29 Jun. 2015
LADY ELLIOT ISLAND, Australia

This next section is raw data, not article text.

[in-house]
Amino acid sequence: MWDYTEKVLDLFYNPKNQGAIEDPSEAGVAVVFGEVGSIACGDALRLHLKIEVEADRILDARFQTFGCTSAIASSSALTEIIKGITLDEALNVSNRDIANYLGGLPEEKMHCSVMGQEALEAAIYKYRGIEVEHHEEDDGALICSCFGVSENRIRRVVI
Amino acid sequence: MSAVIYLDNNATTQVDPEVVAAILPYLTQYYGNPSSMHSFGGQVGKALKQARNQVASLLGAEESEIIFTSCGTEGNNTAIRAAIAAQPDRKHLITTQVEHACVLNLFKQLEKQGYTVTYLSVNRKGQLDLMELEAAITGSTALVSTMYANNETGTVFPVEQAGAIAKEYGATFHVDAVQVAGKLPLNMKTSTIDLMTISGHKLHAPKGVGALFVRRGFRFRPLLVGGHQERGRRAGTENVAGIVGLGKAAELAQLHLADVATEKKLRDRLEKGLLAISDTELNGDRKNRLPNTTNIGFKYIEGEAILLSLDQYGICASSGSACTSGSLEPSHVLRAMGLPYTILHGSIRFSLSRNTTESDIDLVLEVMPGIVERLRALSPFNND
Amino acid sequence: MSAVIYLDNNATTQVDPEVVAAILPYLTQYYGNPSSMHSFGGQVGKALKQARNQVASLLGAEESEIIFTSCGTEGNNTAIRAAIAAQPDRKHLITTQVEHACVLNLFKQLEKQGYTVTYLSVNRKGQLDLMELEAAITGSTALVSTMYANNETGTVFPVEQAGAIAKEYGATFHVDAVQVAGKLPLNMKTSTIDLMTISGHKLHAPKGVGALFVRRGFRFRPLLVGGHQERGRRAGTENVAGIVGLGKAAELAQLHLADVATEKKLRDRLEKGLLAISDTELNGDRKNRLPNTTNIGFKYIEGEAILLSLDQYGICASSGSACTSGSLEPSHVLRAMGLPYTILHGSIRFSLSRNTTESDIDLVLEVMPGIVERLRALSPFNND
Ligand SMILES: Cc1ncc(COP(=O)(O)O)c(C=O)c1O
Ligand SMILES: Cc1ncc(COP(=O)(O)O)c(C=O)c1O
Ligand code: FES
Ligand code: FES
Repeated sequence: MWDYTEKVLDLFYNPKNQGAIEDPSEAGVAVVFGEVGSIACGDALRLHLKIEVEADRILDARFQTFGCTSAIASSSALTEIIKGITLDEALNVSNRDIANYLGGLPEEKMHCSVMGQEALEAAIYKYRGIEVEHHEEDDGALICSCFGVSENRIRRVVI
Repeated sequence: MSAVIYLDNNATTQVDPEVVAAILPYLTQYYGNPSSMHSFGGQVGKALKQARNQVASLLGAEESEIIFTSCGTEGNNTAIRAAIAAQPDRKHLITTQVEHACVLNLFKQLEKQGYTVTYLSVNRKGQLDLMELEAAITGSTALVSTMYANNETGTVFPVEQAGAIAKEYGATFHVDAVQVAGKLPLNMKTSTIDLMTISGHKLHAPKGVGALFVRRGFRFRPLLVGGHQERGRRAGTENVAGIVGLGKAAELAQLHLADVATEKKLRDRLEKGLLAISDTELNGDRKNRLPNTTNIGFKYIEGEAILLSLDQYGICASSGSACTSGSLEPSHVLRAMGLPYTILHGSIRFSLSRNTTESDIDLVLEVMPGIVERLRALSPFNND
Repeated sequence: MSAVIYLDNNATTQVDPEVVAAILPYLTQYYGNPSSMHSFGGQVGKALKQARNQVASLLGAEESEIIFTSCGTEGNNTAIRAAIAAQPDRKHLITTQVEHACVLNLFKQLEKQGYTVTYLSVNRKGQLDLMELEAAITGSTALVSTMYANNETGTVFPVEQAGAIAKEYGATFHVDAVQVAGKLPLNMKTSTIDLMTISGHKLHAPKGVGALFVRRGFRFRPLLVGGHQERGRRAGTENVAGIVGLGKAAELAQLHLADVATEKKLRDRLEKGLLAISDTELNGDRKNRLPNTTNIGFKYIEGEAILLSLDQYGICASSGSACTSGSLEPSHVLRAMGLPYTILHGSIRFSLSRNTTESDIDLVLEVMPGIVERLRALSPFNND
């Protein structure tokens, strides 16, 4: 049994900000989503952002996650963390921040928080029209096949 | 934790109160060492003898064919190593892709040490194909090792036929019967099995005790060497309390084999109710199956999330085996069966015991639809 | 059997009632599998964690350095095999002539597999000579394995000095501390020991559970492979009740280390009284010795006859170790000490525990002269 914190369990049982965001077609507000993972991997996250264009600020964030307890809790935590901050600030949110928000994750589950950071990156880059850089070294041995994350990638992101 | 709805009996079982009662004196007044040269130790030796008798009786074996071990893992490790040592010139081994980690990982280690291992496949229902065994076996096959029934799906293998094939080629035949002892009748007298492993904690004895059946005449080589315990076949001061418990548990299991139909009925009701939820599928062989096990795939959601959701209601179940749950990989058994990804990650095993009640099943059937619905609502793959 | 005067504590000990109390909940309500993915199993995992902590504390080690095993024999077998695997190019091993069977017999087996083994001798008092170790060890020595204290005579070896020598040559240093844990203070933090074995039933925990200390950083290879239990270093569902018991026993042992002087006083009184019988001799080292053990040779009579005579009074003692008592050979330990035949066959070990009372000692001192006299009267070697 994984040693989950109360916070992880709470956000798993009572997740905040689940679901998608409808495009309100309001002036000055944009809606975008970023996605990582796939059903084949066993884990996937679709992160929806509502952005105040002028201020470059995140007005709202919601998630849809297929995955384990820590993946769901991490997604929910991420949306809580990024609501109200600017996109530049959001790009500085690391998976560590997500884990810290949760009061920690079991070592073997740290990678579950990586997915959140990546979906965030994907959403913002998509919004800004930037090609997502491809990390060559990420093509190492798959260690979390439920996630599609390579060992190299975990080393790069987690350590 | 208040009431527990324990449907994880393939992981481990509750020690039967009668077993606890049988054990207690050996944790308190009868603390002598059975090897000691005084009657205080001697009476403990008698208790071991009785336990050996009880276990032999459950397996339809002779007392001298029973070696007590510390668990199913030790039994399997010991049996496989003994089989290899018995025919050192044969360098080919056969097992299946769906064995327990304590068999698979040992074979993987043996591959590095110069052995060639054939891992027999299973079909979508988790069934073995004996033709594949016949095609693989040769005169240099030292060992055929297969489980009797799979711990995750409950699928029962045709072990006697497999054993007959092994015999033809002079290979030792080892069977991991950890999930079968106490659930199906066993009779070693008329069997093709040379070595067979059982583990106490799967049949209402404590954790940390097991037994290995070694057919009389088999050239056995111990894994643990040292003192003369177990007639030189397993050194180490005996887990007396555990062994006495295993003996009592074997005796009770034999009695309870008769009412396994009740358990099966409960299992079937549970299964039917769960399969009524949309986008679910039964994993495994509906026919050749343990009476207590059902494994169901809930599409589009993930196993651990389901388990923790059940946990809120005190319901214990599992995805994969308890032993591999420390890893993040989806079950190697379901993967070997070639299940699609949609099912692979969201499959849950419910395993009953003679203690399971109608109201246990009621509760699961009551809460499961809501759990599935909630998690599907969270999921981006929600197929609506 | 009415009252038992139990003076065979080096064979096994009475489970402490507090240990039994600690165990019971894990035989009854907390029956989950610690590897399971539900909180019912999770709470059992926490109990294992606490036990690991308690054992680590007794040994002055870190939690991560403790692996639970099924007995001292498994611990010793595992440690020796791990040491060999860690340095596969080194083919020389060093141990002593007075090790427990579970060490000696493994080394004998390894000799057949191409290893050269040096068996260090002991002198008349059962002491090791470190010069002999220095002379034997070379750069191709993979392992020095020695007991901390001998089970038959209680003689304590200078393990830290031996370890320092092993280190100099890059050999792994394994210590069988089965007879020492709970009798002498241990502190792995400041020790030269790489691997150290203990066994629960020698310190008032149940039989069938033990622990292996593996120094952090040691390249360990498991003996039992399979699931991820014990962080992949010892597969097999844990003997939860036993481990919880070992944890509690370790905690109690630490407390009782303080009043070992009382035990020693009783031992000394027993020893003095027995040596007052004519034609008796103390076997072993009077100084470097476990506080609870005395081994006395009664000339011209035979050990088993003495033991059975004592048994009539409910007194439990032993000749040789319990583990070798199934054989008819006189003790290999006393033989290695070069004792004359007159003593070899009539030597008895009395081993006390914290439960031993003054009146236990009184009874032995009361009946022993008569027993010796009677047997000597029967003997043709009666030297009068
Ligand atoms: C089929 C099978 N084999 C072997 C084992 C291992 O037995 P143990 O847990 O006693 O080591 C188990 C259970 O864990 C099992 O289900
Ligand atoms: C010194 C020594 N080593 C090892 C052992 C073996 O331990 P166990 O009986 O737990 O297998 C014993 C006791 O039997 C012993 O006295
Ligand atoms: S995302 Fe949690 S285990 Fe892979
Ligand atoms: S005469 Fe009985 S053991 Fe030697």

Peter Gash, owner and manager of the Lady Elliot Island Eco Resort, prepares to snorkel during an inspection of the reef's condition in an area called the 'Coral Gardens' located at Lady Elliot Island, north-east of the town of Bundaberg in Queensland, Australia, June 11, 2015. Gash snorkels every morning before he attends to managing duties on the island. UNESCO World Heritage delegates recently snorkelled on Australia’s Great Barrier Reef, thousands of coral reefs, which stretch over 2,000 km off the northeast coast. Surrounded by manta rays, dolphins and reef sharks, their mission was to check the health of the world's largest living ecosystem, which brings in billions of dollars a year in tourism. Some coral has been badly damaged and animal species, including dugong and large green turtles, are threatened. UNESCO will say on Wednesday whether it will place the reef on a list of endangered World Heritage sites, a move the Australian government wants to avoid at all costs, having lobbied hard overseas. Earlier this year, UNESCO said the reef's outlook was "poor". REUTERS/David Gray
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